Social change refers to the transformation of culture and social institutions over time. (Macionis & Plummer, 2005) Social change is diverse and multiple with different social outcomes affecting different groups of people. Thus, different groups of people experience social changes differently. For example, the poor may not be able to benefit from the introduction of electricity as they do not have access to such resources due to their financial status. (Jordan & Pile, 2002)
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From these definitions, we can clearly see the close relationship between urbanization and social change; in which social change occurs when urbanization takes place. To illustrate this, let us look at football in the 1900s. Back then, anyone associated with football were considered violent and thuggish due to some unruly behaviour of supporters during matches, which has even contributed to some scenes of violence (i.e. Liverpool team supporters ‘attacked’ Juventus team supporters in the 1980s). As a result, football had a very negative public image and people associated with the game could not even wear their jerseys out for fear of being ‘labelled’ or ‘looked at differently’. However, the football scene today has evolved due to the influx of people from diverse backgrounds. Soccer players today are idolized and considered as celebrities to even ‘endorse’ popular products (for example, Adidas, Nike, etc). Young boys are also influenced by football as it is viewed as a sport to show off their ‘masculinity’. (Audiovisual materialxxx,?? ) This shows a social transformation and shift in the mindsets of people as urbanization takes place.
Some sociological ‘thinkers’ accounts on city life
There were three eye-witnesses to account for social change, namely, Georg Simmel, Louis Wirth and Robert Park.
Georg Simmel observed how urban life shapes people’s attitudes and behaviour. His observation of Berlin, particularly of people’s changing consciousness noted a ‘metropolitan personality’ among city-dwellers. He noted that people kept their distance with each other due to the money economy evident in the city, however, people also became tolerant and even more sophisticated as a result of urbanization, hence, the ‘metropolitan personality’. (Jordan & Pile, 2002)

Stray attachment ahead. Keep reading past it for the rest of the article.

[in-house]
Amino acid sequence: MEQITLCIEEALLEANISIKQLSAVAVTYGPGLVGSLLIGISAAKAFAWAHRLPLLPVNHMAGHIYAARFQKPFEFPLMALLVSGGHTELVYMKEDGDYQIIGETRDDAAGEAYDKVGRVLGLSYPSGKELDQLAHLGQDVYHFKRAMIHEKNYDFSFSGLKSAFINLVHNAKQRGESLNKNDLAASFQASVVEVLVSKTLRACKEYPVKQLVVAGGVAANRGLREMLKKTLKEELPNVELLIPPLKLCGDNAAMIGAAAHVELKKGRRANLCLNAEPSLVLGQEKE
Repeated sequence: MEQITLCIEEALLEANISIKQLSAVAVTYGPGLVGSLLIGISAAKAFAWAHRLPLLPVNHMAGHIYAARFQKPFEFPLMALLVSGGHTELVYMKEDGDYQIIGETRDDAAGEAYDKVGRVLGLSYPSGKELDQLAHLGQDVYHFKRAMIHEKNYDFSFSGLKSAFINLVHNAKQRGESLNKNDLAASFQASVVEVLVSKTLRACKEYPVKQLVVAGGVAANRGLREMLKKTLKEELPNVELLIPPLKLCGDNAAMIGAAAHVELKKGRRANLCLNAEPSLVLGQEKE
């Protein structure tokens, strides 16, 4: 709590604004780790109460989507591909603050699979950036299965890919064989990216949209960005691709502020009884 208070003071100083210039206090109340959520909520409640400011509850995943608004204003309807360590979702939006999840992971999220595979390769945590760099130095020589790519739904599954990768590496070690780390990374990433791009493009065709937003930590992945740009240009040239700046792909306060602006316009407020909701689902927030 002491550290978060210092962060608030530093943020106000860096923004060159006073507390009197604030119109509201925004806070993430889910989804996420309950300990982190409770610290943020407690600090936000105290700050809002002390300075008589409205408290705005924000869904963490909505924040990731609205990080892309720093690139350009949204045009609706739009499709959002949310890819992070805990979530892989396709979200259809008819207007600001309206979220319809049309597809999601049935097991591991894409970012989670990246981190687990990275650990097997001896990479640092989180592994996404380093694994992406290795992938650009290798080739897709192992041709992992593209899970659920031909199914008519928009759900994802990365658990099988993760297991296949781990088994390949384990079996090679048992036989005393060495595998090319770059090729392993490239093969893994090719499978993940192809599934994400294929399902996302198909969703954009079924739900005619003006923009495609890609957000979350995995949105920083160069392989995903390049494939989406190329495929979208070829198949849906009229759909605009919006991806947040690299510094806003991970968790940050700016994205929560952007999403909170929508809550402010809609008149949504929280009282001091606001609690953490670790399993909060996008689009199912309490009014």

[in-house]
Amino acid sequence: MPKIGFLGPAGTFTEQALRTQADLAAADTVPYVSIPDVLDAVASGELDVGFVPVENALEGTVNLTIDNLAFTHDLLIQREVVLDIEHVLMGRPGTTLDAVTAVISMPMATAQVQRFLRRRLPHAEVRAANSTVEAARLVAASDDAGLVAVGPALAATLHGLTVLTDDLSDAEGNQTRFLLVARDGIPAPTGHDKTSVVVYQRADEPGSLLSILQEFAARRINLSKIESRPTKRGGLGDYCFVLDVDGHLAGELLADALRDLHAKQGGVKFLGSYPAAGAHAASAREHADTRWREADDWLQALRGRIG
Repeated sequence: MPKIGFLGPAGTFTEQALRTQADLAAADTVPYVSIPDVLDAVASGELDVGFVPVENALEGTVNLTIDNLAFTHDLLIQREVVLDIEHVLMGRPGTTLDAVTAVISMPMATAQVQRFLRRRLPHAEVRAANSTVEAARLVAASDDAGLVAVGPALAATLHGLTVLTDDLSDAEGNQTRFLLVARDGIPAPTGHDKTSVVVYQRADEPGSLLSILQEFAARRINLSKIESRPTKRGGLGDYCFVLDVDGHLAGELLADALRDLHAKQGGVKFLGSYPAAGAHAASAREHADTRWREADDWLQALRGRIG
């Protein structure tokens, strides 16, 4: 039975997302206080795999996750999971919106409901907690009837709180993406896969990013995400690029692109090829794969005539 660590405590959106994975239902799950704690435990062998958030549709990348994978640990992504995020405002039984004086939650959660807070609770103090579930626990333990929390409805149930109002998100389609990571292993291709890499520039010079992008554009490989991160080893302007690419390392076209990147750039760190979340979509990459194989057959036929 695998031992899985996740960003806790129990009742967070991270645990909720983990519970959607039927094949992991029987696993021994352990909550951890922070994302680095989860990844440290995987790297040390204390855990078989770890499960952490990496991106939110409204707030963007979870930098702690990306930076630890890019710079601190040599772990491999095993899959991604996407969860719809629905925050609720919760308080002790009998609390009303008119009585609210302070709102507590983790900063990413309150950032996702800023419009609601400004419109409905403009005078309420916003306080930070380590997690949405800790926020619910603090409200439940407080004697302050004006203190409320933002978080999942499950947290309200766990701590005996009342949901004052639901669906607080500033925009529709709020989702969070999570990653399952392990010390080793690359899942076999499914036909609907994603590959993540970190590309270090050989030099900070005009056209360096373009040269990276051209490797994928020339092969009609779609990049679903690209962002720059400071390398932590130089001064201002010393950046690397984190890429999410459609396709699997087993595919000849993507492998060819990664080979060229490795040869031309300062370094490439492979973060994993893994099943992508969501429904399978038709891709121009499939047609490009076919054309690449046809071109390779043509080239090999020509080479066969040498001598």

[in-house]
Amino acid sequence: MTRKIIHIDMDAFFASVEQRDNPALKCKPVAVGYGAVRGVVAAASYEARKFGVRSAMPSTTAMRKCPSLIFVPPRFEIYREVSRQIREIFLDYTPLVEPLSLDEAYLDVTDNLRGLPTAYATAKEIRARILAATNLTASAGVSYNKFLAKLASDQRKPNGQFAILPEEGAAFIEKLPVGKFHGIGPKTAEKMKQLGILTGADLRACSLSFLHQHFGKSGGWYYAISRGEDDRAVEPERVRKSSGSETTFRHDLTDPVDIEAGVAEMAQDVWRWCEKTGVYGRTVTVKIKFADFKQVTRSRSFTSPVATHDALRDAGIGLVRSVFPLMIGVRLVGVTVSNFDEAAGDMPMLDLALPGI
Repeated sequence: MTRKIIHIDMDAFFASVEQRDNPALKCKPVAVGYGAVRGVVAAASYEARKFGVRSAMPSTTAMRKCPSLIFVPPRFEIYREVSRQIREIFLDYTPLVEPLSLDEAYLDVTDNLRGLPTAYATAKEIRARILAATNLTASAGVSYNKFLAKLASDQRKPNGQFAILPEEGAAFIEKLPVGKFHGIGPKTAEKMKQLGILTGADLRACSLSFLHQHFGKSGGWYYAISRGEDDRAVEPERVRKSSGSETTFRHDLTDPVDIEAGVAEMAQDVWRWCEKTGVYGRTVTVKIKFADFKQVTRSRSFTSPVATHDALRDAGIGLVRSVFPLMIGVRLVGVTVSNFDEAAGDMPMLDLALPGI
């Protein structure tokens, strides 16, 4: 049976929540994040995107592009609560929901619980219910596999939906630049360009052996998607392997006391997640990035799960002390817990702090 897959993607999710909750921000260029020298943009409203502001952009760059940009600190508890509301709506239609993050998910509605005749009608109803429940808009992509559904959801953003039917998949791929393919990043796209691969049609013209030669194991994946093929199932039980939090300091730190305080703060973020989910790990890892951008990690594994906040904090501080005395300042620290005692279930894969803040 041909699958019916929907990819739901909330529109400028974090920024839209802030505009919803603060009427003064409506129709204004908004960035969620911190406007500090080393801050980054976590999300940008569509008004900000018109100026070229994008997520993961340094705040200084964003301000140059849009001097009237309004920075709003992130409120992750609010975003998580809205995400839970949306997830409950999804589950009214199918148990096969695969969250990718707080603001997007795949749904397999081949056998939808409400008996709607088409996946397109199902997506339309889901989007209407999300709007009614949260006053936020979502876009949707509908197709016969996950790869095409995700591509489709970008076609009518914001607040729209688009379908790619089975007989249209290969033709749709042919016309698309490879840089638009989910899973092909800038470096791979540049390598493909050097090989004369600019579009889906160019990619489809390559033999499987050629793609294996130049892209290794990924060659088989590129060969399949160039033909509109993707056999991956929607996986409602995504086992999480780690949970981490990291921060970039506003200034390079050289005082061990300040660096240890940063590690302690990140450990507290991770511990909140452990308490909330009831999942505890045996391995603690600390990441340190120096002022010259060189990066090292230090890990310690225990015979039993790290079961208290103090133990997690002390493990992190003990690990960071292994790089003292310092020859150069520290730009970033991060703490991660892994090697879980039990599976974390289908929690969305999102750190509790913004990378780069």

Louis Wirth reasoned that large dense, heterogeneous populations created a distinctive new way of city life characterized by impersonality, self-interest and tolerance of people’s differences, thus, urbanities become ‘cultural hybrids’. He also acknowledged that urban life may not always be harmonious it could also be antagonistic and conflictual. (Macionis & Plummer, 2005)
Robert Park on the other hand, viewed cities as a site to facilitate greater social freedom, which could also lead to potential social disorders. (Jordan & Pile, 2002)
Impact of heterogeneity and growth of population in a city
Heterogeneity or the ‘mixing’ up of people and growth of population has impacted the city life both positively and negatively.
For instance, if we were to examine the history of Josephine Baker, the African-American dancer whose career took her from St Louis, to New York, to Paris ; we could see different variations of social mobility through the different places, and also, that class improvement is not rigid. One’s life chances and quality of life in a city can improve the same way Baker’s did. Baker grew up in poverty and harsh living conditions and faced racial discrimination however she eventually became a popular celebrity as she left her country for work. (Jordan & Pile, 2002)
This example clearly illustrates Simmel’s, Wirth’s, and Park’s theory of urbanization that cities are intense sites of social change which offers possibilities for social mobility by interfering with clear-cut social stratification.
In Simmel’s observation, we realize that the blasé attitude of people in the city has enabled Baker to climb up the social ladder. In Wirth’s theory, we can see that Baker was socially accepted due to the urbanites tolerance of people’s differences. Through Park, we could clearly relate that social mobility was possible in the city due to social freedom that existed.